Portraits of Wildflowers

Perspectives on Nature Photography

Pale tree trunks in the Rocky Mountains

with 13 comments

On June 5th we were driving north on US 40 toward Rocky Mountain National Park when I pulled over to photograph a rushing mountain stream. Adjacent to it was this grove of trees, presumably aspens (Populus tremuloides), that made for a pleasant sight.

© 2017 Steven Schwartzman

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Written by Steve Schwartzman

August 5, 2017 at 5:00 AM

13 Responses

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  1. One of the trunks has some ‘red’ on it.. Just curious 🙂

    kutukamus

    August 5, 2017 at 3:12 PM

    • A close view revealed it to be more orange than red. You can see a very pale orange color on some of the other trunks. I don’t know what causes that color, nor how commonly a trunk will take on the very saturated orange you noticed on the one tree.

      Steve Schwartzman

      August 5, 2017 at 10:07 PM

  2. Aspen groves are as beautiful as birch groves, each in their own way. Both are favorites of mine. This grove of aspens is a pleasant sight, Steve!

    Lavinia Ross

    August 5, 2017 at 6:07 PM

    • It was quite a bonus, as I’d pulled over to get a better look at the rushing stream I mentioned. To my astonishment I found on the USDA map that aspens grow on Long Island, New York, where I grew up, but I don’t remember ever seeing any. I do remember birch trees.

      Steve Schwartzman

      August 5, 2017 at 10:10 PM

  3. When I saw the scientific name, I thought this must be the “quaking aspen” I’ve heard of, and so it is. I noticed the single orange trunk, too. It seems it could be the result of a canker (which I learned about here, or even the result of an animal like an elk rubbing or gnawing on the bark. It’s interesting how, despite being so much smaller than that pair of beautiful white trunks, it seems equally weighted. It makes it a more interesting photo than if all the trees had been “perfect.”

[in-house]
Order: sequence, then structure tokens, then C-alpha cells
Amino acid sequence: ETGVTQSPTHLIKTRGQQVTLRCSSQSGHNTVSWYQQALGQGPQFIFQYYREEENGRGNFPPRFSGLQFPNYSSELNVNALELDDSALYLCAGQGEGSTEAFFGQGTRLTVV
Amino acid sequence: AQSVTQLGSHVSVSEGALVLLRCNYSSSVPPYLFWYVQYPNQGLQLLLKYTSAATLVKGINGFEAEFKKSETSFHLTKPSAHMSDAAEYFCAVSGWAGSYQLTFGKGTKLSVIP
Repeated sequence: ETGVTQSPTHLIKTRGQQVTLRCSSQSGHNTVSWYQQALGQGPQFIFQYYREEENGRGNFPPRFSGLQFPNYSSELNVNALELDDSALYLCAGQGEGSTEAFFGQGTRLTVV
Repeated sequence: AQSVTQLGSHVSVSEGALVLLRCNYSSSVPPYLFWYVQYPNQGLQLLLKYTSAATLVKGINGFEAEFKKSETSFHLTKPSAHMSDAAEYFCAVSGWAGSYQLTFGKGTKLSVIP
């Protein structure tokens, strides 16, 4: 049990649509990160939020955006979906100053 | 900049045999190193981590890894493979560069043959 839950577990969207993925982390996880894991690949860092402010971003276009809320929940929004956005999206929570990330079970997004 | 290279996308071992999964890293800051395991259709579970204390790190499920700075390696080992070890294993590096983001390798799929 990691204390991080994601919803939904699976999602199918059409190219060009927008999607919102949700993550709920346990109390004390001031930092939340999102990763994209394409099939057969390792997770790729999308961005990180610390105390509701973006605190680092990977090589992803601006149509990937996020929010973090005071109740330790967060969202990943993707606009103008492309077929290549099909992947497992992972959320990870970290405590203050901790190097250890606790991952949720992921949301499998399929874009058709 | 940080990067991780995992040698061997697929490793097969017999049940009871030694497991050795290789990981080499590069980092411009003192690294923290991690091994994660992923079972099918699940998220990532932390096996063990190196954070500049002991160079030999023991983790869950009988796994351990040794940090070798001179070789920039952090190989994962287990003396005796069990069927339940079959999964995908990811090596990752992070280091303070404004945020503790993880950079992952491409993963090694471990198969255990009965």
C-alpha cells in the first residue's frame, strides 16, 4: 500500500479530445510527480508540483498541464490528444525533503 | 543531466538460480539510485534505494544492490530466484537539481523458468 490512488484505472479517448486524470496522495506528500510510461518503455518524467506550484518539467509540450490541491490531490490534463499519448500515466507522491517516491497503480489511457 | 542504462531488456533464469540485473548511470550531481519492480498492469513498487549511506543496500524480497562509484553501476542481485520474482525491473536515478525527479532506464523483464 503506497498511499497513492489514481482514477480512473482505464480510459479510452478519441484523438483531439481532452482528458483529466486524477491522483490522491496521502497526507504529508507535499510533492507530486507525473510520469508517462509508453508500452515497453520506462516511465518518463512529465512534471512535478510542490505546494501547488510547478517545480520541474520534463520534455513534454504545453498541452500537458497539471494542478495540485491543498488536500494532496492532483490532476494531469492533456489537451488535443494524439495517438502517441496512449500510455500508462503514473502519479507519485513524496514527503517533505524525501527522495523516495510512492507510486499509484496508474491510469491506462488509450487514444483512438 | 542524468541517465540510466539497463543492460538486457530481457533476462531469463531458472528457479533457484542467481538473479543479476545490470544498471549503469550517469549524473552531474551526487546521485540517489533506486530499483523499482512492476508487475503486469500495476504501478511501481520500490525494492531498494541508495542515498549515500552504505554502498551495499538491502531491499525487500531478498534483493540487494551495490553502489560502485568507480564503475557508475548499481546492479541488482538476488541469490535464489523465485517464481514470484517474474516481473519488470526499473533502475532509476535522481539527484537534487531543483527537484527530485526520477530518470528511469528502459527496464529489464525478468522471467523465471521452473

shoreacres

    August 5, 2017 at 6:44 PM

    • And so it quakes indeed. Yours are the first two conjectures I’ve heard about what might have caused that rich orange color on the one tree. I’m of the same mind as you that that small strip of orange calls our eyes’ attention as much as the prominent white trunks that look so much thicker and taller. I did take a closer picture of the orange trunk and thought about posting it here but ended up not doing that.

      Steve Schwartzman

      August 5, 2017 at 10:34 PM

  4. […] yeah, here’s the rushing stream I mentioned yesterday, the one we saw on June 5th near the aspen grove along US 40 in the Rocky Mountains. My guess is that some or even a lot of the water was due to […]

  5. This is the type image that beginning art students should see – to illustrate that trees are not usually ‘brown.’

    Playamart - Zeebra Designs

    August 12, 2017 at 4:17 PM

    • I grew up in an area with birch trees, so there was no question that not all tree trunks are brown.

      Steve Schwartzman

      August 12, 2017 at 4:22 PM

      • I’ve sometimes thought that children color trees brown because that was the only option in the box of crayolas….

        Playamart - Zeebra Designs

        August 12, 2017 at 4:27 PM

        • Well, it’s still true that most tree trunks are some shade of brown. If you had to bet on the color of an unknown tree’s trunk, the safest bet lies with brown.

          Steve Schwartzman

          August 12, 2017 at 4:34 PM

  6. A pleasant sight, and often, a pleasant sound as well.

    melissabluefineart

    October 9, 2017 at 2:02 PM


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